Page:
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Inshore Power Boat goes to Louisiana

November 6, 2009

Captain Greg Dini’s first words when he saw the new Inshore Power Boat was “wow, what a cool little skiff “. Captain Greg is waiting on a new East Cape Vantage to be built. In the meantime the guys at Inshore Power Boats let him borrow their new Inshore 16.

The new IPB 16 has a finished liner which makes the cockpit look much more presentable then the older style mitzi which the hull was molded from. The cool thing about IPB is that it seems like you can set it up however you like. If you want a front or rear deck, coffin box, hatches, livewell, casting platform you can set this boat up however you want to for the way you like to fish. The Inshore Power Boat has tons of cockpit space to move around and has a coffin box for extra seating. It’s top speed is around 36 mph with 3 fisherman and loaded with fuel and equipment, the boat drafts around 6 inches and polls like a dream. Captain Greg has been making 30 mile runs each way to the outer portions of the Louisiana marsh and the boat has been burning 6 gallons of fuel per trip. Greg says “I have been really impressed with the boat and I would reccommend it to anyone getting into the light tackle fishing game.” Inshore Power Boats Website

"inshore power boat"

Greg DIni gets a lender Inshore Power Boat.

More fishing and boating reports on Fly Water Expedition’s Website


Girls fishing Louisiana

October 18, 2009

Beautiful girls even say Louisiana has some fo the best redfishing to be found anywhere on the east side of the united sates. Byron from Osceloa Outback takes his wife kim on an incredible fishing trip in Louisiana. They caught many redfish, trout and black drum.


When Byron is not prowling the Biloxi Marshes in search of monster redfish he runs a Baramundi fish camp in Florida and does incredible duck hunts in Arkanasas.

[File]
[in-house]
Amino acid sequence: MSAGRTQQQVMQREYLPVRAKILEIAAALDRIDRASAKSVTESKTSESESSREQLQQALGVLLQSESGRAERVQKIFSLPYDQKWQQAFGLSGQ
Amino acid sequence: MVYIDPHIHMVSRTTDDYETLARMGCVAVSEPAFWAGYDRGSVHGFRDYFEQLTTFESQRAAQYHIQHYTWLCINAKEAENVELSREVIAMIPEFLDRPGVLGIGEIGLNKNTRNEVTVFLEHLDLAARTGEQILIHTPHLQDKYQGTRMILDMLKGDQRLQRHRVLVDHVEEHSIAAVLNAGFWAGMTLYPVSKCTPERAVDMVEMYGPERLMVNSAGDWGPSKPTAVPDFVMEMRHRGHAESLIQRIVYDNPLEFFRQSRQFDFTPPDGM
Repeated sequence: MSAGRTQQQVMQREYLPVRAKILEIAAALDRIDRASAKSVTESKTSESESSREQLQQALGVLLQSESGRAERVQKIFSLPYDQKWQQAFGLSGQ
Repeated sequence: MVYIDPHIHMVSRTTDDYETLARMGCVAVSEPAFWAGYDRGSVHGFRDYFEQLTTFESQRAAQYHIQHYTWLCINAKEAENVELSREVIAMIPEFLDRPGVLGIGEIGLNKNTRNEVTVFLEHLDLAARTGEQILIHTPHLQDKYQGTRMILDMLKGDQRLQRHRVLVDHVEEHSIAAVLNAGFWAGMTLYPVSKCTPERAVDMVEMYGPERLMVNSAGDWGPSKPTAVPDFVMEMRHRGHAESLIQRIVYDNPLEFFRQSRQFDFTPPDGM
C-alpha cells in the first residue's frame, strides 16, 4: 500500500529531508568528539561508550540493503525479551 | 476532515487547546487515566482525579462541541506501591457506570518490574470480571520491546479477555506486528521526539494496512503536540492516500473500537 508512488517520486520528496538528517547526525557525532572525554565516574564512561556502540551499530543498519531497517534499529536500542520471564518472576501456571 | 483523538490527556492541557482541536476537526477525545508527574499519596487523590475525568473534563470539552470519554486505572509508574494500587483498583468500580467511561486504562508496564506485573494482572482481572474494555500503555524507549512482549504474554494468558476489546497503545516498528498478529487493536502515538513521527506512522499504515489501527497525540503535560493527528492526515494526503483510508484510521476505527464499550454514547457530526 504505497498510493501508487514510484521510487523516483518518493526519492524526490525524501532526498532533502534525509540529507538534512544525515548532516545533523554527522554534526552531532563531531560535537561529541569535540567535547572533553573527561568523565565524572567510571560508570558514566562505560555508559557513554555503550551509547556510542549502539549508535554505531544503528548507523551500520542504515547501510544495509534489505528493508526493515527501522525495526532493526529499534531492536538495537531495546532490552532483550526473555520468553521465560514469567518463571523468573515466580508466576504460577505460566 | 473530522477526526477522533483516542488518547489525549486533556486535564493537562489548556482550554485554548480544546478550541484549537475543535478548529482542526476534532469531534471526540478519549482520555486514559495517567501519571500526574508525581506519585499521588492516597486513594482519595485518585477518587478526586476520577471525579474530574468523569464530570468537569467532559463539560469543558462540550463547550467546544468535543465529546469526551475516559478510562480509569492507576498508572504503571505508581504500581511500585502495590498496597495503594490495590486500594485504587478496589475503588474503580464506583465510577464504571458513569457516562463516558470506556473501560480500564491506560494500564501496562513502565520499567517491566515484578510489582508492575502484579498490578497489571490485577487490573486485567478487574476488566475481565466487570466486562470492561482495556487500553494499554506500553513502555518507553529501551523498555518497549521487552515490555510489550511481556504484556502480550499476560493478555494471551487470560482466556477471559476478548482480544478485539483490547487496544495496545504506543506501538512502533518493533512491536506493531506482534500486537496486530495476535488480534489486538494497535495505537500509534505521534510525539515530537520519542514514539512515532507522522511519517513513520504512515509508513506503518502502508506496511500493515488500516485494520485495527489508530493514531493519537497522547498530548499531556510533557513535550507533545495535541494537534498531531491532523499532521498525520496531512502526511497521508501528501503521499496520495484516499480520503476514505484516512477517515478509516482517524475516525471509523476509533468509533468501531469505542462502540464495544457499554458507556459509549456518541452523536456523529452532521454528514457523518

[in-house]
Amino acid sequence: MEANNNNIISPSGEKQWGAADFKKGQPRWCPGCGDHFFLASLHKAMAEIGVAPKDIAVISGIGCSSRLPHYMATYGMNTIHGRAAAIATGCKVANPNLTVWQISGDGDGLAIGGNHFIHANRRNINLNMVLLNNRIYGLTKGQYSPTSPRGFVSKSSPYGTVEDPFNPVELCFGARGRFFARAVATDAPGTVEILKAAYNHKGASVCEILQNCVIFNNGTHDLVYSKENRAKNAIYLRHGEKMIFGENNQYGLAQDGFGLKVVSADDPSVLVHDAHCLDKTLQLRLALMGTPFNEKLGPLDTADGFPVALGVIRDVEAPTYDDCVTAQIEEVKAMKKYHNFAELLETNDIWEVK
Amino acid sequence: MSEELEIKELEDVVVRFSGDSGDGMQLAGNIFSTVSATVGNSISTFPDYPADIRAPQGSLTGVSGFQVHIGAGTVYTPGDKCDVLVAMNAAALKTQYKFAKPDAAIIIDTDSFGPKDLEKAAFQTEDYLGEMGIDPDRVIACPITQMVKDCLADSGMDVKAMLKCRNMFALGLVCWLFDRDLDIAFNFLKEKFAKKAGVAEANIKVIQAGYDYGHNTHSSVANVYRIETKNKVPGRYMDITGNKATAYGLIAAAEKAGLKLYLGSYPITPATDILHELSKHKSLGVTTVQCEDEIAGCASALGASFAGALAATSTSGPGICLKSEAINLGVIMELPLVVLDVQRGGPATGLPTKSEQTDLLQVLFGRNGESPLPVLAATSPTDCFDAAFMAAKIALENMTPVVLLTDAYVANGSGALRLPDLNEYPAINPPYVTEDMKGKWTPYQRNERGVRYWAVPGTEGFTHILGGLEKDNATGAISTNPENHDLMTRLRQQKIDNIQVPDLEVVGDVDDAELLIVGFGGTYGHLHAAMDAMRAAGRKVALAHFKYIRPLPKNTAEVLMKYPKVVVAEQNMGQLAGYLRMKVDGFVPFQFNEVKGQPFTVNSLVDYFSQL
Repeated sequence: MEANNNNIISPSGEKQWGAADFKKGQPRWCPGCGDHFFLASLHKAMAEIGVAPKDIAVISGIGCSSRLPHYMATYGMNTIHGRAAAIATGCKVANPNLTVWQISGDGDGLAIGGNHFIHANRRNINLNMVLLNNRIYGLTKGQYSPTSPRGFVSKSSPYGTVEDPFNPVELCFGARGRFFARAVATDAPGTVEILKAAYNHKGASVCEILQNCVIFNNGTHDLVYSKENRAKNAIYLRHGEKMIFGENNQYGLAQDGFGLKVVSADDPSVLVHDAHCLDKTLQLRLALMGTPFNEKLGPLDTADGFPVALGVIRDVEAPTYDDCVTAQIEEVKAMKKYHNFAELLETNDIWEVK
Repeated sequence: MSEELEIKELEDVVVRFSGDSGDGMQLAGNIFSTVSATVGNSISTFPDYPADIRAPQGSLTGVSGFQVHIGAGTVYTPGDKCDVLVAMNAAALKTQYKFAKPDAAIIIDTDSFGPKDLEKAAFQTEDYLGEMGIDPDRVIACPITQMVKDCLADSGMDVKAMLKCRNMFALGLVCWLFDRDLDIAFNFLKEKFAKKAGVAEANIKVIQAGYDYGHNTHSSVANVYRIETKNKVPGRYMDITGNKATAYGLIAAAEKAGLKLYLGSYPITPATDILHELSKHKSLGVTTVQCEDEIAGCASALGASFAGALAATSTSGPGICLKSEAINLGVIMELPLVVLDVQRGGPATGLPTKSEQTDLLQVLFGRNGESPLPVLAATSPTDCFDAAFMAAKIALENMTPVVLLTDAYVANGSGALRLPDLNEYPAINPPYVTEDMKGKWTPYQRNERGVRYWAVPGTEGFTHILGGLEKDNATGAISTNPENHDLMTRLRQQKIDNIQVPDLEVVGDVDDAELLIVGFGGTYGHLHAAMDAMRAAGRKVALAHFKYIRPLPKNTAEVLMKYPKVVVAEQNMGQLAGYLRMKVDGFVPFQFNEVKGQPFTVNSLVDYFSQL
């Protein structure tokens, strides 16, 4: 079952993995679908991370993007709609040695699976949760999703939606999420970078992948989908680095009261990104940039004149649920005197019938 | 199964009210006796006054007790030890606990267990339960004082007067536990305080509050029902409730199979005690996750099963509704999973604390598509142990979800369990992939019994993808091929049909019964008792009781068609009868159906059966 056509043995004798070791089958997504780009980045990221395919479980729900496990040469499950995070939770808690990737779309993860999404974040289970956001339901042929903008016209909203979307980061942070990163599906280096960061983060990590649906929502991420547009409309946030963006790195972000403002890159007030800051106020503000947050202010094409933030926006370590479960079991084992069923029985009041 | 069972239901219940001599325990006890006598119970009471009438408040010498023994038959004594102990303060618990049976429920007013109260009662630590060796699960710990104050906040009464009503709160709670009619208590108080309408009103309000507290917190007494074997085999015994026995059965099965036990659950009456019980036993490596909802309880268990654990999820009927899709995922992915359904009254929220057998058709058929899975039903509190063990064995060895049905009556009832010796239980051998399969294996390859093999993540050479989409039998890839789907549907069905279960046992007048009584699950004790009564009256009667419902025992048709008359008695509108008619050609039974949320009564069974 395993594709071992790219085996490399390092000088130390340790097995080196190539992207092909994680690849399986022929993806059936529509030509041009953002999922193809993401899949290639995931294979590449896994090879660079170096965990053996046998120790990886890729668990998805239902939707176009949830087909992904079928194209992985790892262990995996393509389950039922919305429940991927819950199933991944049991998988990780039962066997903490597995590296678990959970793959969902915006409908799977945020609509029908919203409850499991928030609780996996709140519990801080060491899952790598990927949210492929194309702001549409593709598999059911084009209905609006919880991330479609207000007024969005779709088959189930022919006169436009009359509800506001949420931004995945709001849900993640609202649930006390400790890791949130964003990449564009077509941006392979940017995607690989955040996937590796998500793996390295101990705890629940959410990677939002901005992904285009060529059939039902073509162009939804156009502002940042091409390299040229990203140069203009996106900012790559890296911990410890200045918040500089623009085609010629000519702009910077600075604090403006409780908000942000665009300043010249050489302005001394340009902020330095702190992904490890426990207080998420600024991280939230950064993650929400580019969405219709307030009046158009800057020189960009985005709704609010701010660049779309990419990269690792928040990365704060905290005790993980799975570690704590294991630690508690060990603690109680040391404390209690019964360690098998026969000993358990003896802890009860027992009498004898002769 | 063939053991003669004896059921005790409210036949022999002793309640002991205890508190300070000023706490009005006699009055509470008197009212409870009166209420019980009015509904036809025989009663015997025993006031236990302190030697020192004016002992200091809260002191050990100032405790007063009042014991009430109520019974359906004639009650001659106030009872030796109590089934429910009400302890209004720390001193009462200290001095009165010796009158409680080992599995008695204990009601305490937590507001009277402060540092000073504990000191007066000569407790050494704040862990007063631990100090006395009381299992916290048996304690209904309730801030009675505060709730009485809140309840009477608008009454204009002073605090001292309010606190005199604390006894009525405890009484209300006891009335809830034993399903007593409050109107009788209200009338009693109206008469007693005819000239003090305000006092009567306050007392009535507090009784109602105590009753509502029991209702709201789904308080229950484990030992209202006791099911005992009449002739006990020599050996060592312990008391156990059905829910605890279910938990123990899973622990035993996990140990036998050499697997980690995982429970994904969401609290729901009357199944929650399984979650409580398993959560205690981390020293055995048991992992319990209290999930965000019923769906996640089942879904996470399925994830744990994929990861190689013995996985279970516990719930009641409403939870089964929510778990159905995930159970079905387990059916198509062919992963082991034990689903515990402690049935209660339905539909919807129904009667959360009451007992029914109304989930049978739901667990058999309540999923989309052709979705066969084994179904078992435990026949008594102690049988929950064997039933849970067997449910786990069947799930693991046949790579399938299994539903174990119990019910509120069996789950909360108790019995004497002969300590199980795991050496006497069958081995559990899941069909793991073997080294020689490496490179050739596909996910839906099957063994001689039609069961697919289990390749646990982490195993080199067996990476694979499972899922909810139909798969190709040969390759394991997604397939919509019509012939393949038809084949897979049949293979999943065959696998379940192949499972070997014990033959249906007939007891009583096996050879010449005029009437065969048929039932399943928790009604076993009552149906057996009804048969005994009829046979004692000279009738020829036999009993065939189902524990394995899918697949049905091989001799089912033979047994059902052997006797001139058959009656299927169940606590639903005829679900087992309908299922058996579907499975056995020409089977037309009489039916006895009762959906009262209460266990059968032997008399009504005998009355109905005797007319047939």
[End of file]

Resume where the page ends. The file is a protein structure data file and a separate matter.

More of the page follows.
Check out his site

Osceola Outback Hunting and Fishing

Fishing Rules

October 17, 2009

Drum, Black: 16 inches min. total length. Five fish per person daily bag limit and possession limit with not more than one exceeding 27 inches.

Drum, Red (Redfish): 16 inches length. Five fish per person daily bag limit with not more than one exceeding 27 inches. See note* at the end of this section. Take or possession of red drum in federal waters is prohibited.

Flounder, Southern: 10 fish per person for each consecutive day on the water.

Mullet, Striped: Daily take and possession limit of 100 lbs. per person per day.

Seatrout, Spotted (Speckled Trout): 12 inches min. total length. 25 fish per person daily bag limit.

EXCEPT: 15 fish daily take and possession limit, with no more than two spotted seatrout exceeding 25 inches total length, regardless of where taken, in a defined area of Cameron and Calcasieu Parishes in southwestern Louisiana.

Within the area described here, of the daily take and possession limit of 15 spotted seatrout, no person shall possess, regardless of where taken, more than two spotted seatrout exceeding 25 inches total length, which are considered part of the daily bag and possession limit. These regulations apply to the area of the state, including coastal territorial waters, south of Interstate 10 from its junction at the Texas-Louisiana boundary eastward to its junction with Louisiana Highway 171, south to Highway 14, and then south to Holmwood, and then south on Highway 27 through Gibbstown south to Louisiana Highway 82 at Creole and south on Highway 82 to Oak Grove and then due south to the western shore of the Mermentau River, following this shoreline south to the junction with the Gulf of Mexico, and then due south to the limit of the state territorial sea.

Giant Warsaw Grouper

October 17, 2009